The Advent of Śaṅkara

Jagadguru Ādi Śankarāchārya and the Smārta tradition by S. Rajam

yadā yadā hi dharmasya glānir bhavati bhārata |
abhy-ut-thānam adharmasya tadā ‘tmānaṁ sṛjāmy aham ||

“Whenever there is a fading away of order,
O descendent of Bharata,
And an uprising of disorder —
at that time I propel myself forth (i.e., incarnate in some form).”
(Bhagavadgīta 4.7)

Just as the Supreme Lord incarnated in the world as Kṛṣṇa at a time of internecine conflict, so also He is said to have manifested as Śaṅkara when nāstikas (“those who say ‘it is not”’) were maligning āstikas (“those who say ‘it is’”), who upheld the authority of Veda.

The Madhavīya Śaṅkara Vijayam, the most popular and widely accepted account of Sri Ādi Śaṅkara’s life, describes the advent of Sri Ādi Śaṅkara thus –

“The One sitting under the banyan tree, Lord Dakṣiṇāmūrti (Śiva), the Teacher of the Supreme Truth through the medium of silence, left his place of meditation. He is now moving about in the form of Śaṅkarācārya, imparting his precious knowledge to the world, which has been caught in the boundless dense forests of ignorance and is threatened seriously by the approaching flames of the forest fires of family bondage.”

Śaṅkara was born to Āryāmba and Śivaguru, a Nambudri Brāhmaṇa who belonged to the Vedic branch of Kṛṣṇa Yajur Veda. Śaṅkara’s birthplace was Kalady in Kerala, on the banks of the Poorna river, a few miles from Tiru Shiva Perur (present-day Trichur), which contains the Śiva mound Vrischachala where Āryāmba and Śivaguru prayed and were blessed with the divine child. This event of the birth of Śri Śaṅkara in 788 A.D that marked the beginning of the revival of the Vedic system is described thus in the Madhavīya Śaṅkara Vijayam as follows —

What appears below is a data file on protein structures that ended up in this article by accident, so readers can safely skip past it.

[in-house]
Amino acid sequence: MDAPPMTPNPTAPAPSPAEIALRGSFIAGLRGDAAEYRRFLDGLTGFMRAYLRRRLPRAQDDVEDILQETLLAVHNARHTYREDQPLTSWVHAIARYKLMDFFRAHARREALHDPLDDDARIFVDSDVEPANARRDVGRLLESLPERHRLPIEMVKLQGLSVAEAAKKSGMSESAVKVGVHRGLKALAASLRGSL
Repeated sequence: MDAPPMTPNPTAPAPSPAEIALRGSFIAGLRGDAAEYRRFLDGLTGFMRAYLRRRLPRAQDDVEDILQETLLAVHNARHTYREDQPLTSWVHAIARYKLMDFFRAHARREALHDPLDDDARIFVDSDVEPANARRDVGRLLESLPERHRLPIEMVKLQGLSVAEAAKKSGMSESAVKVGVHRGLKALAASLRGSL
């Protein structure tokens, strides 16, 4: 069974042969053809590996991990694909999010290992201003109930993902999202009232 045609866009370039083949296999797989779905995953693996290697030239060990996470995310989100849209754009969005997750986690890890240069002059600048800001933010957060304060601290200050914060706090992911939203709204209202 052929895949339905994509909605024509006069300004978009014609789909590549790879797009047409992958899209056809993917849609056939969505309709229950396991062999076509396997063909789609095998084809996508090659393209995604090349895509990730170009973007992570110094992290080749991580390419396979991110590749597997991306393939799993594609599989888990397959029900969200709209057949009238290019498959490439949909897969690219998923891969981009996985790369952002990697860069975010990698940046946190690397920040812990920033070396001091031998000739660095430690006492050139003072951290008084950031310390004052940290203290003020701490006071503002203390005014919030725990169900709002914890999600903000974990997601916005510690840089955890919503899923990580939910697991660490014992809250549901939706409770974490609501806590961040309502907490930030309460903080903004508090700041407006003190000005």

‘Just as the Divine Mother, Pārvati begot Sri Subrahmaṇya, the virtuous Āryāmba begot Śri Śaṅkara on the auspicious Vaiśākha sukla pañchami (the fifth day of the waxing moon during April-May) in the year 788 A.D, when the star attributed to Lord Śiva, Ārudra was in ascendance with the Sun, Saturn, Jupiter, and Mars in exaltation.’

Since it is an impossible task to adequately describe Śaṅkara’s subsequent intellectual supremacy and pāṇdityam, we may rely on the words of Ardhanārīśvara Dīkṣita, the brother of the celebrated literary theorist Rājacūḍāmaṇi Dīkṣita of the court of Tanjavur, and son of Ratnakheṭa Dīkṣita of the court of the Cenji Nāyakas, who wrote in his Ambāstavavyākhyā or Samayamatajīvana of Śaṅkarācārya’s completion of his education, and provides a summation of the young prodigy’s scholastic endeavors:

“At the command of Guru Govindapāda, who was a treasury of virtue,
He first set forth the commentary on the thousand names of Viṣṇu.

Having churned the great ocean of Mantra and Āgama with the churning stick of his intellect,
He extracted the nectar that was the treatises beginning with the Prapañcasāra.

He measured out the Saubhāgyavidyā as well as the ritual handbook, the Subhagodaya:
Two jewel boxes for depositing the meaning of the science of mantra.

To those of lesser eligibility, singularly attached to awareness of brahman with qualities,
He granted favor, bestowing hymns to Hari and Hara.

He granted treatises based on the nondual nature of the self,
As well as hundreds of further hymns, foremost being the Saundaryalaharī.

He drew out the commentary on the Upaniṣads, which, arrayed with recurring floods of virtues,
Made manifest the nondual truth of the Self in the palm of one’s hand dispelling primordial, infinite delusion….

At the age of twelve, having reflected there upon the essence of the scriptures with the Brahminical sages absorbed in meditation,
He effortlessly composed the auspicious commentary, deep and mellifluous, on the collection of sūtras of Śrī Vyāsa, crest jewel among preceptors.”


  1. Hindu Pluralism: Religion and the Public Sphere in Early Modern South India by Elaine M. Fisher


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